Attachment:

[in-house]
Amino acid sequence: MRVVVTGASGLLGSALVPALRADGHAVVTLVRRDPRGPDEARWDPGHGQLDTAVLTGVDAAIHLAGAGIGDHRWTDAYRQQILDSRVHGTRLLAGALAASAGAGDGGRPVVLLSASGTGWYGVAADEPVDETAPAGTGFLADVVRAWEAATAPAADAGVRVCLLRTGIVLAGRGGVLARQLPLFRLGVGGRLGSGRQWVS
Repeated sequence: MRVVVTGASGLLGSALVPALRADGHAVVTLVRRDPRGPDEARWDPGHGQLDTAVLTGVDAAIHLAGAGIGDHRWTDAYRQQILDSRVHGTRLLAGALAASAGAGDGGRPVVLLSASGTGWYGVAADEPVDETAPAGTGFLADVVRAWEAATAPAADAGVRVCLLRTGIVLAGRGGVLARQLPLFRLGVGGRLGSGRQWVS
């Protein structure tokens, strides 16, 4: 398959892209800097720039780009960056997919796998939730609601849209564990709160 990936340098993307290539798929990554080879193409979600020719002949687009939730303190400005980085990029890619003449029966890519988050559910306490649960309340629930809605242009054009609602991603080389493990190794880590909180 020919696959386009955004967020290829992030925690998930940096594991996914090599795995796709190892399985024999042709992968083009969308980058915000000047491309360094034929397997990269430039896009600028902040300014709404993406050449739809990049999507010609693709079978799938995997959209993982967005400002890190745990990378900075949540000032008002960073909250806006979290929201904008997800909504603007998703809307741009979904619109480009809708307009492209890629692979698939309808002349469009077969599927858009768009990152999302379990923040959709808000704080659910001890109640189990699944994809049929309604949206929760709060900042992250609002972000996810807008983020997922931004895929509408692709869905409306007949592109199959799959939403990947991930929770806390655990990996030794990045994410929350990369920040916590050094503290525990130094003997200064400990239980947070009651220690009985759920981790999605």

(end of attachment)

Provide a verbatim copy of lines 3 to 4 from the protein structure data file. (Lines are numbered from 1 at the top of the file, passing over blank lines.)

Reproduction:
Repeated sequence: MRVVVTGASGLLGSALVPALRADGHAVVTLVRRDPRGPDEARWDPGHGQLDTAVLTGVDAAIHLAGAGIGDHRWTDAYRQQILDSRVHGTRLLAGALAASAGAGDGGRPVVLLSASGTGWYGVAADEPVDETAPAGTGFLADVVRAWEAATAPAADAGVRVCLLRTGIVLAGRGGVLARQLPLFRLGVGGRLGSGRQWVS
């Protein structure tokens, strides 16, 4: 398959892209800097720039780009960056997919796998939730609601849209564990709160 990936340098993307290539798929990554080879193409979600020719002949687009939730303190400005980085990029890619003449029966890519988050559910306490649960309340629930809605242009054009609602991603080389493990190794880590909180 020919696959386009955004967020290829992030925690998930940096594991996914090599795995796709190892399985024999042709992968083009969308980058915000000047491309360094034929397997990269430039896009600028902040300014709404993406050449739809990049999507010609693709079978799938995997959209993982967005400002890190745990990378900075949540000032008002960073909250806006979290929201904008997800909504603007998703809307741009979904619109480009809708307009492209890629692979698939309808002349469009077969599927858009768009990152999302379990923040959709808000704080659910001890109640189990699944994809049929309604949206929760709060900042992250609002972000996810807008983020997922931004895929509408692709869905409306007949592109199959799959939403990947991930929770806390655990990996030794990045994410929350990369920040916590050094503290525990130094003997200064400990239980947070009651220690009985759920981790999605």